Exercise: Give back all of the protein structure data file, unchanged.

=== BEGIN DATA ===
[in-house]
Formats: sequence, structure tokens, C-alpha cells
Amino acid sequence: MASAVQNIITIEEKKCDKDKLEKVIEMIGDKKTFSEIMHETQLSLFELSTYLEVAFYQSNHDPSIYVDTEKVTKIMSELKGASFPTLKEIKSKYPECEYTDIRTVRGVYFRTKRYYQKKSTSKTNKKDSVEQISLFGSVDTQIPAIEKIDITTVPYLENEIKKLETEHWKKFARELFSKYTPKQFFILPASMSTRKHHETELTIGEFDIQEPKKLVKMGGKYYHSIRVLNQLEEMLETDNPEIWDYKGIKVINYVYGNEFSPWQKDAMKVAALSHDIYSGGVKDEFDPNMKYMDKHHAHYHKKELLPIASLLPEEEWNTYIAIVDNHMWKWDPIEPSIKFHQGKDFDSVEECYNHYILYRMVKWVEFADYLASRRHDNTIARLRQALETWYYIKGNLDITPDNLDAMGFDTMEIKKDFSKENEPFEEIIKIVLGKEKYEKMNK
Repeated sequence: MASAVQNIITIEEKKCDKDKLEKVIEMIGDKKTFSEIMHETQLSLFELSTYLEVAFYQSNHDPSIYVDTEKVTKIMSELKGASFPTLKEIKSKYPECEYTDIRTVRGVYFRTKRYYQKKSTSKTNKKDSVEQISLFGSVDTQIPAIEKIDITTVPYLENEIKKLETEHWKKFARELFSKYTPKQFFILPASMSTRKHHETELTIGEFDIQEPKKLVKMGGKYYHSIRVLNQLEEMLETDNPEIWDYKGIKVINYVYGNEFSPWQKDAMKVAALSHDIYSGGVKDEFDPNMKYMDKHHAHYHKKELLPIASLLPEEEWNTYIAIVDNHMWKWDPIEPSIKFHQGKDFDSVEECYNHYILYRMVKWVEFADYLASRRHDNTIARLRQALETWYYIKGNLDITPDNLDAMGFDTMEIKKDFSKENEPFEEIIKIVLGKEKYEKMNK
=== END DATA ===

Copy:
[in-house]
Formats: sequence, structure tokens, C-alpha cells
Amino acid sequence: MASAVQNIITIEEKKCDKDKLEKVIEMIGDKKTFSEIMHETQLSLFELSTYLEVAFYQSNHDPSIYVDTEKVTKIMSELKGASFPTLKEIKSKYPECEYTDIRTVRGVYFRTKRYYQKKSTSKTNKKDSVEQISLFGSVDTQIPAIEKIDITTVPYLENEIKKLETEHWKKFARELFSKYTPKQFFILPASMSTRKHHETELTIGEFDIQEPKKLVKMGGKYYHSIRVLNQLEEMLETDNPEIWDYKGIKVINYVYGNEFSPWQKDAMKVAALSHDIYSGGVKDEFDPNMKYMDKHHAHYHKKELLPIASLLPEEEWNTYIAIVDNHMWKWDPIEPSIKFHQGKDFDSVEECYNHYILYRMVKWVEFADYLASRRHDNTIARLRQALETWYYIKGNLDITPDNLDAMGFDTMEIKKDFSKENEPFEEIIKIVLGKEKYEKMNK
Repeated sequence: MASAVQNIITIEEKKCDKDKLEKVIEMIGDKKTFSEIMHETQLSLFELSTYLEVAFYQSNHDPSIYVDTEKVTKIMSELKGASFPTLKEIKSKYPECEYTDIRTVRGVYFRTKRYYQKKSTSKTNKKDSVEQISLFGSVDTQIPAIEKIDITTVPYLENEIKKLETEHWKKFARELFSKYTPKQFFILPASMSTRKHHETELTIGEFDIQEPKKLVKMGGKYYHSIRVLNQLEEMLETDNPEIWDYKGIKVINYVYGNEFSPWQKDAMKVAALSHDIYSGGVKDEFDPNMKYMDKHHAHYHKKELLPIASLLPEEEWNTYIAIVDNHMWKWDPIEPSIKFHQGKDFDSVEECYNHYILYRMVKWVEFADYLASRRHDNTIARLRQALETWYYIKGNLDITPDNLDAMGFDTMEIKKDFSKENEPFEEIIKIVLGKEKYEKMNK